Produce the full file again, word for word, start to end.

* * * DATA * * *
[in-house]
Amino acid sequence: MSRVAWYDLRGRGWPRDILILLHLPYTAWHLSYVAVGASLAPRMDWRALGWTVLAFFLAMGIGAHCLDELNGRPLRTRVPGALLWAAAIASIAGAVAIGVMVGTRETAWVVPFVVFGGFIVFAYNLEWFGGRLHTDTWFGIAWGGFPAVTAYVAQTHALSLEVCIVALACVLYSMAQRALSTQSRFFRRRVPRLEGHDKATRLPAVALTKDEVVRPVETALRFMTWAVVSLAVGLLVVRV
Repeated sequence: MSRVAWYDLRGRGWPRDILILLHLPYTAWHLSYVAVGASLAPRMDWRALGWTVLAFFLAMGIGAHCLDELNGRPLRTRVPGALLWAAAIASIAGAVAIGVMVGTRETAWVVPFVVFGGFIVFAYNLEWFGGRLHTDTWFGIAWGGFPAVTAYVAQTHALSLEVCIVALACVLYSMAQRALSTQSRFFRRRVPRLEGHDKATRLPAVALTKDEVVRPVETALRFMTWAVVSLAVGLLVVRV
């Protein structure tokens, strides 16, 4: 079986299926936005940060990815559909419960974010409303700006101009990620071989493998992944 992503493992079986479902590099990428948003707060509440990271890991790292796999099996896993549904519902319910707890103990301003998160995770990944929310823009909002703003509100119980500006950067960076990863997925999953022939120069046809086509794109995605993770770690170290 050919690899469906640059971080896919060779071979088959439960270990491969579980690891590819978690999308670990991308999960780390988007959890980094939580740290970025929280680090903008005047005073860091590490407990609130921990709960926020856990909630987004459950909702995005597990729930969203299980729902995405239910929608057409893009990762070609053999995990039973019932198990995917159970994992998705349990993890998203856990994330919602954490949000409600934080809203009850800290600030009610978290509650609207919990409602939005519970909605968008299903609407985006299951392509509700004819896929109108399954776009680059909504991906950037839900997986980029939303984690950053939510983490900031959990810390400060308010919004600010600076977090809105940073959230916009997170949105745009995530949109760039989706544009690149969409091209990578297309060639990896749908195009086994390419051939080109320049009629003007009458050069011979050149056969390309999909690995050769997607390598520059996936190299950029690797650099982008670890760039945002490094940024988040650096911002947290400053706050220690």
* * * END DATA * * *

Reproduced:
[in-house]
Amino acid sequence: MSRVAWYDLRGRGWPRDILILLHLPYTAWHLSYVAVGASLAPRMDWRALGWTVLAFFLAMGIGAHCLDELNGRPLRTRVPGALLWAAAIASIAGAVAIGVMVGTRETAWVVPFVVFGGFIVFAYNLEWFGGRLHTDTWFGIAWGGFPAVTAYVAQTHALSLEVCIVALACVLYSMAQRALSTQSRFFRRRVPRLEGHDKATRLPAVALTKDEVVRPVETALRFMTWAVVSLAVGLLVVRV
Repeated sequence: MSRVAWYDLRGRGWPRDILILLHLPYTAWHLSYVAVGASLAPRMDWRALGWTVLAFFLAMGIGAHCLDELNGRPLRTRVPGALLWAAAIASIAGAVAIGVMVGTRETAWVVPFVVFGGFIVFAYNLEWFGGRLHTDTWFGIAWGGFPAVTAYVAQTHALSLEVCIVALACVLYSMAQRALSTQSRFFRRRVPRLEGHDKATRLPAVALTKDEVVRPVETALRFMTWAVVSLAVGLLVVRV
């Protein structure tokens, strides 16, 4: 079986299926936005940060990815559909419960974010409303700006101009990620071989493998992944 992503493992079986479902590099990428948003707060509440990271890991790292796999099996896993549904519902319910707890103990301003998160995770990944929310823009909002703003509100119980500006950067960076990863997925999953022939120069046809086509794109995605993770770690170290 050919690899469906640059971080896919060779071979088959439960270990491969579980690891590819978690999308670990991308999960780390988007959890980094939580740290970025929280680090903008005047005073860091590490407990609130921990709960926020856990909630987004459950909702995005597990729930969203299980729902995405239910929608057409893009990762070609053999995990039973019932198990995917159970994992998705349990993890998203856990994330919602954490949000409600934080809203009850800290600030009610978290509650609207919990409602939005519970909605968008299903609407985006299951392509509700004819896929109108399954776009680059909504991906950037839900997986980029939303984690950053939510983490900031959990810390400060308010919004600010600076977090809105940073959230916009997170949105745009995530949109760039989706544009690149969409091209990578297309060639990896749908195009086994390419051939080109320049009629003007009458050069011979050149056969390309999909690995050769997607390598520059996936190299950029690797650099982008670890760039945002490094940024988040650096911002947290400053706050220690």